The name says it all: Committee to Redefeat the President (search).

Tapping into the animosity many Democrats feel toward President Bush, and crystallized by the disputed 2000 election, a political action committee is using a mix of marketing tools, cell phones and humor to contact unregistered households in core Democratic areas of swing states.

The goal: Persuade enough people to register and then vote a Democratic ticket to unseat Bush.

"What we want to do is harness activities in regions that are highly competitive and decided by a small margin," said Democratic activist David Lytel, head of the Committee to Redefeat the President.

Although the group's name is a jab at the fact that Bush didn't win the popular vote in 2000 — and the Supreme Court had the final say — its goal is serious. Lytel, an adviser in the first Clinton administration, wants 1 million Democrats signed up to vote in November, and hopes to get 20,000 volunteers to register 50 Democrats each.

The field of unregistered voters is much larger than Lytel's goal. Almost 36 percent of eligible voters — or nearly 73 million people — were unregistered in 2000, according to the Census Bureau.

About 2,000 people interested in helping are on the group's mailing list, and the effort is spreading by word of mouth and through the committee's Internet site, which tempers political desire with humor. On the site, an animated send-up of Bush wonders aloud if "redefeat" is a word and admits he wouldn't mind losing because he'd then have more time to play in celebrity golf tournaments.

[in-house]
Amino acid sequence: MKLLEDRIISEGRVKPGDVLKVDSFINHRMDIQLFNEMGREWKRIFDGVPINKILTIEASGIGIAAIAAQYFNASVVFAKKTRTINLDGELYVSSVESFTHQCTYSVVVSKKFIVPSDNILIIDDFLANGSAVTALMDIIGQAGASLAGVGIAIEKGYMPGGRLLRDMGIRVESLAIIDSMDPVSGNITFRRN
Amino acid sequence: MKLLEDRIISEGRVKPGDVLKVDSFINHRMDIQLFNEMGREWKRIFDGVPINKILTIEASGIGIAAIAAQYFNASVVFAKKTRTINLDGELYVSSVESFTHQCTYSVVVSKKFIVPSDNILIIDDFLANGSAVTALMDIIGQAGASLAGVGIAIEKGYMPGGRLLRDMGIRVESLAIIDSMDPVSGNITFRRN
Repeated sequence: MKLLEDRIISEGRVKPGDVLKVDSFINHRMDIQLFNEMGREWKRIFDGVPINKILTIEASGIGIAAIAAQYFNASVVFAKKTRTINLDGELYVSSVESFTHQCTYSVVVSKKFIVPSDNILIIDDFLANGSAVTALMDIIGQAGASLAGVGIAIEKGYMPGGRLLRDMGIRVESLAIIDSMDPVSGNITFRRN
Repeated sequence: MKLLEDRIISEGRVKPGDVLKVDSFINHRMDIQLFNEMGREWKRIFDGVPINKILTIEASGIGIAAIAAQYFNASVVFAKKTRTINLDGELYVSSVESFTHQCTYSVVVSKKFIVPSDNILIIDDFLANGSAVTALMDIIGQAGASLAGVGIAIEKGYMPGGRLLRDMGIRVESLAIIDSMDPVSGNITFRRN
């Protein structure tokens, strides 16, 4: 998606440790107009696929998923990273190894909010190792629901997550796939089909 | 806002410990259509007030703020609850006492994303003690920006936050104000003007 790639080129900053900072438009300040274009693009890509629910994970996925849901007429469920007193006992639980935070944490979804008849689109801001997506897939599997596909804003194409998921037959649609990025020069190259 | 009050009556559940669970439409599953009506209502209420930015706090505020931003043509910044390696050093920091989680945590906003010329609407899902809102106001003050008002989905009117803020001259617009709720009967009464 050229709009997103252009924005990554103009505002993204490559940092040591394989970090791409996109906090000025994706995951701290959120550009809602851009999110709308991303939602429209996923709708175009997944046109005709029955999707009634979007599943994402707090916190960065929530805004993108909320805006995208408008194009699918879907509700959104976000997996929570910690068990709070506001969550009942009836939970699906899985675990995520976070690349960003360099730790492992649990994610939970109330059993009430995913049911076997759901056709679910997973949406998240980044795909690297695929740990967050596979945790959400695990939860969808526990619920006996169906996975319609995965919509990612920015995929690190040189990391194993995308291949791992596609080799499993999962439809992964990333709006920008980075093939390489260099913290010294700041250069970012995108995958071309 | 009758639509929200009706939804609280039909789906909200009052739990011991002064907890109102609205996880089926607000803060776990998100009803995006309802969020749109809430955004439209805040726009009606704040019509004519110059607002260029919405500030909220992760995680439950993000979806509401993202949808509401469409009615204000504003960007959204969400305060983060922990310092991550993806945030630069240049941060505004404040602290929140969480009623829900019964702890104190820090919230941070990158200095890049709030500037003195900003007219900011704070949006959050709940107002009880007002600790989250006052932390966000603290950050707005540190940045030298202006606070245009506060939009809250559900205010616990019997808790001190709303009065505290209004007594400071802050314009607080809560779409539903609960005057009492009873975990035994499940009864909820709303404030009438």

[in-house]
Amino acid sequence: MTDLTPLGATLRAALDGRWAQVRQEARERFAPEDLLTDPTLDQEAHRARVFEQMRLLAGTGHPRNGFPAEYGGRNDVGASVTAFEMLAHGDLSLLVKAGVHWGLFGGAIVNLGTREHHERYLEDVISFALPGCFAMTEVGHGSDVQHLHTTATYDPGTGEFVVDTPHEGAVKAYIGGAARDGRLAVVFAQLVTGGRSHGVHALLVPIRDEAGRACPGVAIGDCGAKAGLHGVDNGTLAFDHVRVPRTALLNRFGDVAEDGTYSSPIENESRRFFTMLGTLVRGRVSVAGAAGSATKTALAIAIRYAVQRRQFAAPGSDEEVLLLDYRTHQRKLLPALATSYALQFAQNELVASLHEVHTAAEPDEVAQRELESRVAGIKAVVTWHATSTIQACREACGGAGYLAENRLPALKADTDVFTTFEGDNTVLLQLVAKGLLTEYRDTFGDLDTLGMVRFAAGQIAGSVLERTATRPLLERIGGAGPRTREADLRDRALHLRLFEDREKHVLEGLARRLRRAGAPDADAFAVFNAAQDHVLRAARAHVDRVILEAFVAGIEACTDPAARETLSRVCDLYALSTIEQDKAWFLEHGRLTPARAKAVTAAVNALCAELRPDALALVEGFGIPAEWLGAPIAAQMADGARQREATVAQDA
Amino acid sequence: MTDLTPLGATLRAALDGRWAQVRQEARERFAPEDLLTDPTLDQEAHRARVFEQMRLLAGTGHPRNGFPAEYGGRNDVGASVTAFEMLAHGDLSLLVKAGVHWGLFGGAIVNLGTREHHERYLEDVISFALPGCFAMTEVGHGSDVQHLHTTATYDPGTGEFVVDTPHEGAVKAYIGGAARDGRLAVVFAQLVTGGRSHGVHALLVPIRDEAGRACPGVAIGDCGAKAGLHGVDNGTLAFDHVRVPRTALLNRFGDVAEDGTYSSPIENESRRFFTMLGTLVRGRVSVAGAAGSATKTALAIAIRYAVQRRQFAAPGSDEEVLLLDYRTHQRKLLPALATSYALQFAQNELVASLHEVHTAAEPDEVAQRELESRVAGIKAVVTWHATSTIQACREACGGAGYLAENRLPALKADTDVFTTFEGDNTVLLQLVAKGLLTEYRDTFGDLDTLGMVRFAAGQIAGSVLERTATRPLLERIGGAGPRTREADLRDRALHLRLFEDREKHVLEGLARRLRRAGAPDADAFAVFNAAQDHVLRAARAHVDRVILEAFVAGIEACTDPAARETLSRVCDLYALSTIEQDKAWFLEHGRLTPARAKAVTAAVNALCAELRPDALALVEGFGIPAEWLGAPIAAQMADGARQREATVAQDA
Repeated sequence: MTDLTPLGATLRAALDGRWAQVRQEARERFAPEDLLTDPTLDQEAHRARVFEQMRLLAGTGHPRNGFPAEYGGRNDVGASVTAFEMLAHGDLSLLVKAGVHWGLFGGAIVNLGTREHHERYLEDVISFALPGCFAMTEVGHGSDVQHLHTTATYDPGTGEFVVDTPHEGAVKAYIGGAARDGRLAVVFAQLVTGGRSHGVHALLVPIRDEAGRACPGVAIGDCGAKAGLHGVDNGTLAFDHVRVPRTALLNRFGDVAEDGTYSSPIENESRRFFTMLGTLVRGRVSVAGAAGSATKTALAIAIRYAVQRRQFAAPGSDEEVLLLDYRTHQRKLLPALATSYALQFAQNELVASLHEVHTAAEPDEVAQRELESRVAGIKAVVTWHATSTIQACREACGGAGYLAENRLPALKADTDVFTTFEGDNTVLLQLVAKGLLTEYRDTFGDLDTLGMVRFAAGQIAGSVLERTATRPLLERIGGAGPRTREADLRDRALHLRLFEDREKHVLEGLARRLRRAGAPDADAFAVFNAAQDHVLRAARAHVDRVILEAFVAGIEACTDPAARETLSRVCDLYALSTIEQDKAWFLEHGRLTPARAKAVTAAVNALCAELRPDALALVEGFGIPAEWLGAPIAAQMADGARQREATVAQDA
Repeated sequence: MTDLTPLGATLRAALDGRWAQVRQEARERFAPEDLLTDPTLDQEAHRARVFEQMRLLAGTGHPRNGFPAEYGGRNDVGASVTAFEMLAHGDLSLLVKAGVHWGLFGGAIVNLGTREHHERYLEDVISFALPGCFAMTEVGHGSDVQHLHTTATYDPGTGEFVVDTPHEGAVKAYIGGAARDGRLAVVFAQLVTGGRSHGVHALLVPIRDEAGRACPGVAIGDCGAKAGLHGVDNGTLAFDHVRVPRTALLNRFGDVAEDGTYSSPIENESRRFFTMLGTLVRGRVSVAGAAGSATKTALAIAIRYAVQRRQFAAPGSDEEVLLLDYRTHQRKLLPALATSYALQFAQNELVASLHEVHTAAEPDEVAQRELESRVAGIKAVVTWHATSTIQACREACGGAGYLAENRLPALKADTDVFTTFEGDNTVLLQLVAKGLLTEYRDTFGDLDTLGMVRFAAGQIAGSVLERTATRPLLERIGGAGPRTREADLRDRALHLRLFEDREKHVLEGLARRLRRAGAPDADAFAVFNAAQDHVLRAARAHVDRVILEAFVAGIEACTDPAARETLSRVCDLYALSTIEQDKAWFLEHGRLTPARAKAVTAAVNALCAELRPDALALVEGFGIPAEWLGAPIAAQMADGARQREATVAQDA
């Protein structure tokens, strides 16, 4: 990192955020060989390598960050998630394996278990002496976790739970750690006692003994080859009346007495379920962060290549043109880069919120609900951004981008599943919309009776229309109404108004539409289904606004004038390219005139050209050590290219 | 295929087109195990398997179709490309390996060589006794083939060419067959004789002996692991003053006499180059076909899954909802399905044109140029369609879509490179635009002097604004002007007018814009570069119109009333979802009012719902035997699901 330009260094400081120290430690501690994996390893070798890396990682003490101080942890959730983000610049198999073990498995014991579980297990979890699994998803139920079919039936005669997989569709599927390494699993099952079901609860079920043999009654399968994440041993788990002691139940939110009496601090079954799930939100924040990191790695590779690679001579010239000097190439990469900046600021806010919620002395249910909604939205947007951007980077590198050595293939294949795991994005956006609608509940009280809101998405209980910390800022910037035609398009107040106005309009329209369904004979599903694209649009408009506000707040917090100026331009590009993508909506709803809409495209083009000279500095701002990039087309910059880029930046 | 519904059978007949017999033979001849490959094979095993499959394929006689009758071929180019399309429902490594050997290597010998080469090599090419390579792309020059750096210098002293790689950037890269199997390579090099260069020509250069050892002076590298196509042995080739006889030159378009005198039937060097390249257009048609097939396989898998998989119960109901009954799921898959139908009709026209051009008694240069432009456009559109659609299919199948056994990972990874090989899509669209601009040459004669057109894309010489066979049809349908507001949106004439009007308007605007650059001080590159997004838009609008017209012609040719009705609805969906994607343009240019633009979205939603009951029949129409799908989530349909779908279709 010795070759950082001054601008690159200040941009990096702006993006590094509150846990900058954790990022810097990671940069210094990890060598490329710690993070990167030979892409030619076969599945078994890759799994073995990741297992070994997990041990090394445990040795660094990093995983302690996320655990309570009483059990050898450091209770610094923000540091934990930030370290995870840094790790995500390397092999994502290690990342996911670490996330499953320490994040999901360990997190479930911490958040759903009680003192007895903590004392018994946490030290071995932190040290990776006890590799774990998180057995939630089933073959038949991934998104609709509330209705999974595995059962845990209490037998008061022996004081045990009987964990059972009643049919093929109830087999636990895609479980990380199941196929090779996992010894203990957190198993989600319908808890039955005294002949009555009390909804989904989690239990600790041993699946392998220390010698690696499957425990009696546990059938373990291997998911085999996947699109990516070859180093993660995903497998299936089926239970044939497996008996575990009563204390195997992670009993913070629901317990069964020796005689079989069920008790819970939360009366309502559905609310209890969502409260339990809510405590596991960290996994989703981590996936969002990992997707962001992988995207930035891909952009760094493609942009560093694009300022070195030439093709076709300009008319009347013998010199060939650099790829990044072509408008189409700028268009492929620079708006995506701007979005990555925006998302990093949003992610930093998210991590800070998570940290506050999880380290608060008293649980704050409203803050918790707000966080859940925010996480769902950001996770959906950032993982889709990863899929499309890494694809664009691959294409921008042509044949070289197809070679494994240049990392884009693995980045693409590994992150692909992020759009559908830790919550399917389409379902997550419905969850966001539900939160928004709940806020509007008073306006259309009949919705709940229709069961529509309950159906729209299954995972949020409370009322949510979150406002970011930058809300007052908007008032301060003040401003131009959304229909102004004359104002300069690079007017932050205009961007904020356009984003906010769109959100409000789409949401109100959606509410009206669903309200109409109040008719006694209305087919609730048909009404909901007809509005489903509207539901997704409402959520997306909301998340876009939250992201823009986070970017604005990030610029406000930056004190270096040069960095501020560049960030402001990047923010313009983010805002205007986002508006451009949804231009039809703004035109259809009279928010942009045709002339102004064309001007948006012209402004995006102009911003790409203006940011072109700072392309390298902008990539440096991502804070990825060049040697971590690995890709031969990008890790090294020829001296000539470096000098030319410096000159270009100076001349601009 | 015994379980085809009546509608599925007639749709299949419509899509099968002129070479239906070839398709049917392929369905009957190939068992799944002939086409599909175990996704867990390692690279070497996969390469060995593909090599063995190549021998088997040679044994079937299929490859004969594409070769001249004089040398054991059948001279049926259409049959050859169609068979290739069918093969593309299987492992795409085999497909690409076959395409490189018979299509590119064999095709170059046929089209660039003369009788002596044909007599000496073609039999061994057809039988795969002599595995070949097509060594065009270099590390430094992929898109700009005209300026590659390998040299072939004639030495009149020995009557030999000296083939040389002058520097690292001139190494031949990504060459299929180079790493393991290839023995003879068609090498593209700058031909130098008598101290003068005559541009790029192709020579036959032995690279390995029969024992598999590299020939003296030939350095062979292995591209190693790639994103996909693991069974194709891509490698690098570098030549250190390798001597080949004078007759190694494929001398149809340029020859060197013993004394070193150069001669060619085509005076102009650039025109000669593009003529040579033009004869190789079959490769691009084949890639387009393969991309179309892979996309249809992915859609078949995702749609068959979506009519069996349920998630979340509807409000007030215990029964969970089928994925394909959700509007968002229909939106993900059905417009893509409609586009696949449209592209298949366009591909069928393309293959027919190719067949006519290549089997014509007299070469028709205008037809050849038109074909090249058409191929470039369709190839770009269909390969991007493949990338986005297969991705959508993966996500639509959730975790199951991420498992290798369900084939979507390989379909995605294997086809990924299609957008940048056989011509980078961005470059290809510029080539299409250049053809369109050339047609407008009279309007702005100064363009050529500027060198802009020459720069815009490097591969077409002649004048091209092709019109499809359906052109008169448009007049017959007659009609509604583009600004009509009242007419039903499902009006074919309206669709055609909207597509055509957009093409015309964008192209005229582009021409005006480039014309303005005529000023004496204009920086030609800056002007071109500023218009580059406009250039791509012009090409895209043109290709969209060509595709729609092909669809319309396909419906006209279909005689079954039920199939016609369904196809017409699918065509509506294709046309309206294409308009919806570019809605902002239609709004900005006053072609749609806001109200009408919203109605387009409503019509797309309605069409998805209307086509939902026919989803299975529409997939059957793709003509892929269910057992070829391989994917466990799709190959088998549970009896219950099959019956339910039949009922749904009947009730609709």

The Bush-Cheney campaign sees the group's actions as "more negative, bitter partisanship," said spokesman Scott Stanzel. "So far we haven't seen much in the way of positive strategy from the president's opponents," he said Tuesday.

For the past few weeks, between 40 and 100 volunteers have gathered for "Tuesday Night Democratic Clubs" at a Washington bar, contacting about 1,000 unregistered households in Pennsylvania's Luzerne County, which includes the city of Wilkes-Barre. Through letters and calls on their own cell phones, volunteers are encouraging would-be voters to register for their state's April 27 primary, and offering to fill out registration forms or send forms to their homes.

Many of the 30 people that volunteer Carol Hausman called didn't know about Pennsylvania's primary. Her political involvement usually is limited to donating money to candidates, but she wants Bush out of office — and she wants to help make it happen.

"I care more this year than any other time I can remember," said Hausman, 70, of Washington.

Voter registration has always been important to volunteer J.E. McNeil, this year even more so.

"I'm especially concerned when people are elected by such squeaky margins," said McNeil, 52, of Washington.

The group is concentrating solely on Democratic strongholds in Ohio and Pennsylvania, two swing states that loom large in November. Bush edged out Democrat Al Gore in Ohio, which offers 20 electoral votes, while Gore captured Pennsylvania, which this year has 21 electoral votes.